After years of wandering from whim to whim, thirty-year-old Charlotte Wheelwright seems to have at last found her niche. The free spirit enjoys running an organic gardening business on the island of Nantucket, thanks in large part to her spry grandmother Nona, who donated a portion of land on the family’s seaside compound to get Charlotte started. Though Charlotte’s skill with plants is bringing her success, cultivating something deeper with people—particularly her handsome neighbor Coop—might be more of a challenge.
Nona’s generosity to Charlotte, secretly her favorite grandchild, doesn’t sit well with the rest of the Wheelwright clan, however, as they worry that Charlotte may be positioning herself to inherit the entire estate. With summer upon them, everyone is making their annual pilgrimage to the homestead—some with hopes of thwarting Charlotte’s dreams, others in anticipation of Nona’s latest pronouncements at the annual family meeting, and still others with surprising news of their own. Charlotte’s mother, Helen, a Wheelwright by marriage, brings a heavy heart. She once set aside her own ambitions to fit in with the Wheelwrights, but now she must confront a betrayal that threatens both her sense of place and her sense of self.
As summer progresses, these three women—Charlotte, Nona, and Helen—come to terms with the decisions they have made. Revisiting the lives and loves that have crossed their paths and the possibilities of the roads not taken, they may just discover that what they’ve always sought was right in front of them all along.
Amazon Exclusive: Nancy Thayer on Summer House
As a child, I thought my mother was the most beautiful woman in the world. She’s 90 now, and I still think that.
I’ve kept the photo albums of her as a young woman with my father, an officer in the Army in WWII. Through the years I’ve read and reread Daddy’s letters to my mother, written to her from Germany, and Belgium, and secret places. My parents were just ordinary people, from Kansas, and yet they had a glamour that fascinated me.
I loved my family—my extended family of aunt and uncle and cousins, too, although they always seemed annoyingly perfect to me, never as messy as my own family. Yet, as I grew up, I longed to rebel, to escape from the definition of myself as part of any family. I wanted to be my own person. I wanted to make my own choices. And I made them. And believe me, I made a few mistakes.
When I was in my thirties, my parents confided a secret to my sister. Not to me, to my sister! Of course, she immediately phoned me to share the news. I was stunned. And hurt—why hadn’t my parents told me first? I was the older sister!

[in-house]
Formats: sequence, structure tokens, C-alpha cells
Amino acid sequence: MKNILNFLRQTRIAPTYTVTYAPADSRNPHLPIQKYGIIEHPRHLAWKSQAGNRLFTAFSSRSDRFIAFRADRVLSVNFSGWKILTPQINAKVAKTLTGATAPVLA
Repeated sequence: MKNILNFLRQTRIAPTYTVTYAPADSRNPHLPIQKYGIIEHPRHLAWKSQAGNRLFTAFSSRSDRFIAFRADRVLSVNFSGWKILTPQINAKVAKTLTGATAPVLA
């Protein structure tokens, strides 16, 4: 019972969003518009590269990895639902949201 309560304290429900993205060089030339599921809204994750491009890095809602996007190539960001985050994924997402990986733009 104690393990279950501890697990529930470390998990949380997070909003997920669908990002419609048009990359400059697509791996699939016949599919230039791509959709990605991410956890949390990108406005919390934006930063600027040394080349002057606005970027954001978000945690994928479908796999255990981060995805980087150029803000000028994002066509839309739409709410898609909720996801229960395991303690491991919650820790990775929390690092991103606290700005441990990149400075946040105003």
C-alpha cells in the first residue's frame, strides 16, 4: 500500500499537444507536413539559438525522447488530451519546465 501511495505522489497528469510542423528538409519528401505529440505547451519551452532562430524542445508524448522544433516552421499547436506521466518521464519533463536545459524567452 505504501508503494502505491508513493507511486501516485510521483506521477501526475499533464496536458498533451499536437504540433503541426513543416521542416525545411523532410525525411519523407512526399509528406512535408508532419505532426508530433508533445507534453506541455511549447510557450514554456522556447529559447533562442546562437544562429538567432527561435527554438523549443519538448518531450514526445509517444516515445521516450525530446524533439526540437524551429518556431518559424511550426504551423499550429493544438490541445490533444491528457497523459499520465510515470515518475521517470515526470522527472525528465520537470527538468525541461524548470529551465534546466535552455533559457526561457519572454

These events and emotions are the catalysts for Summer House, about three women in a large, close-knit family.
Charlotte is 30, rebelling against her family’s goals for her life, and privately atoning for a terrible mistake she made.
Helen, 60, has overheard a conversation that brings her agony—and a chance to understand her place in the family.
And Nona, at 90, knows the time has come to reveal the most profound secret of all.
The family gathers at Nona’s summer house on Nantucket, where the tranquil surface of the beautiful island can not hide the consequences of desire and betrayal, and also of forgiveness and love. —Nancy Thayer
(Photo © Nicole Harnishfeger, Inquirer and Mirror)
Thayer (Shell Moon Beach
) explores the tarnished interior of a family of Boston bankers as well as the more polished exterior they display in public in this tepid melodrama. Charlotte Wheelwright has a guilty conscience, so she flees Boston for Nantucket to start an organic farm on her grandmother's land. Nona is nearly 90, and the family is happy to have someone on the island with her year-round. A few years into her project, Charlotte begins making a small profit, and some members of the extended family have a problem with that. The clan gathers at the seaside mansion for the annual family meeting where the fate of Charlotte's garden will be decided. Much of the group, including Charlotte's addict brother, stay at the house all summer, to share in more festive occasions like Nona's birthday celebration, a wedding and the birth of a child. Charlotte, meanwhile, suddenly finds herself attracted to two men, but which will she choose? The clichéd family's clichéd squabbling—and the narrative as a whole—ends up being much ado about nothing. (June)
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